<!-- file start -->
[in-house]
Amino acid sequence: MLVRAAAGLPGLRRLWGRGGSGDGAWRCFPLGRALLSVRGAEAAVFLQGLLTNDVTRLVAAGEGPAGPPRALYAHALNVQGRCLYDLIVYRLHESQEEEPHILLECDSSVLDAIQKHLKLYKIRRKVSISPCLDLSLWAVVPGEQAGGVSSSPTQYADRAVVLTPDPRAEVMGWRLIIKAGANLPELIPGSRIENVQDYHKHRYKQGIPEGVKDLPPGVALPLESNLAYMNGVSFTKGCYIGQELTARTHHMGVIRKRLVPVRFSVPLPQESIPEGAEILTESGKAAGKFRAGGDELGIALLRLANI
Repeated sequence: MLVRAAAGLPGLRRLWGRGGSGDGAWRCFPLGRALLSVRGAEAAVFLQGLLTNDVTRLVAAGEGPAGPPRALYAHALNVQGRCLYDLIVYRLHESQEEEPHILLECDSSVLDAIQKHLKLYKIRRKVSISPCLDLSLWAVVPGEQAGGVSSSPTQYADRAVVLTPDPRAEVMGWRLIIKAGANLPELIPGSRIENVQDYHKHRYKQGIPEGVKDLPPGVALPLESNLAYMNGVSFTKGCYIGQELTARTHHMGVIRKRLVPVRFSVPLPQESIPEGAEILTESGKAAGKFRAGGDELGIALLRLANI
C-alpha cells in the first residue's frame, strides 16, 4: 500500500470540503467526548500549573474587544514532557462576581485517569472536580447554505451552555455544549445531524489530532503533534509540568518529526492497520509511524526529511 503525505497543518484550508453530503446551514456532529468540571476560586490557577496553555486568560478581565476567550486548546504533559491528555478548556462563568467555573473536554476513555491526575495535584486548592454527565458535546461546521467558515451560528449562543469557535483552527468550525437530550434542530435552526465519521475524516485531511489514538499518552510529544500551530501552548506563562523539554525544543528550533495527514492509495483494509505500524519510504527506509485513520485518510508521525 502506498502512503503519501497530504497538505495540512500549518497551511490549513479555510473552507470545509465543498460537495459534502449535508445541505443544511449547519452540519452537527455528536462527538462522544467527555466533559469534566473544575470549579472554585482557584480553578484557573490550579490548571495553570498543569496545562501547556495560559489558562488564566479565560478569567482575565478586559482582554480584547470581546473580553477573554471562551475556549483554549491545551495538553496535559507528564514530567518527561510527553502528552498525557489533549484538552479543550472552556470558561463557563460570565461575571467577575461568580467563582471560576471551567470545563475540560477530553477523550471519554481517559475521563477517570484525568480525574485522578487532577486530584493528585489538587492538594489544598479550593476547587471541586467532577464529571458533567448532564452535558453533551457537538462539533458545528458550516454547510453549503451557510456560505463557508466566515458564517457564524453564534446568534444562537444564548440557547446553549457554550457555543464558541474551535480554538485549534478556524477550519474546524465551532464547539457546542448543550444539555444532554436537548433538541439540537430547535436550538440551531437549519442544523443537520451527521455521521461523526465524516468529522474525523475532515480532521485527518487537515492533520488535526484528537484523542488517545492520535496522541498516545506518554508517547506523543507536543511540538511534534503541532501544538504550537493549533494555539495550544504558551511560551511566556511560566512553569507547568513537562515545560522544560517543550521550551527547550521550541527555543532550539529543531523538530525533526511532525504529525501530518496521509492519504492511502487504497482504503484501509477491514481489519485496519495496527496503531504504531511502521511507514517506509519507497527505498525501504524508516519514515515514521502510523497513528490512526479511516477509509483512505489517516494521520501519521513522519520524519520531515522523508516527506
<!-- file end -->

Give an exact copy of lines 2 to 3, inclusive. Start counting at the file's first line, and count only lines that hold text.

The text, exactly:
Amino acid sequence: MLVRAAAGLPGLRRLWGRGGSGDGAWRCFPLGRALLSVRGAEAAVFLQGLLTNDVTRLVAAGEGPAGPPRALYAHALNVQGRCLYDLIVYRLHESQEEEPHILLECDSSVLDAIQKHLKLYKIRRKVSISPCLDLSLWAVVPGEQAGGVSSSPTQYADRAVVLTPDPRAEVMGWRLIIKAGANLPELIPGSRIENVQDYHKHRYKQGIPEGVKDLPPGVALPLESNLAYMNGVSFTKGCYIGQELTARTHHMGVIRKRLVPVRFSVPLPQESIPEGAEILTESGKAAGKFRAGGDELGIALLRLANI
Repeated sequence: MLVRAAAGLPGLRRLWGRGGSGDGAWRCFPLGRALLSVRGAEAAVFLQGLLTNDVTRLVAAGEGPAGPPRALYAHALNVQGRCLYDLIVYRLHESQEEEPHILLECDSSVLDAIQKHLKLYKIRRKVSISPCLDLSLWAVVPGEQAGGVSSSPTQYADRAVVLTPDPRAEVMGWRLIIKAGANLPELIPGSRIENVQDYHKHRYKQGIPEGVKDLPPGVALPLESNLAYMNGVSFTKGCYIGQELTARTHHMGVIRKRLVPVRFSVPLPQESIPEGAEILTESGKAAGKFRAGGDELGIALLRLANI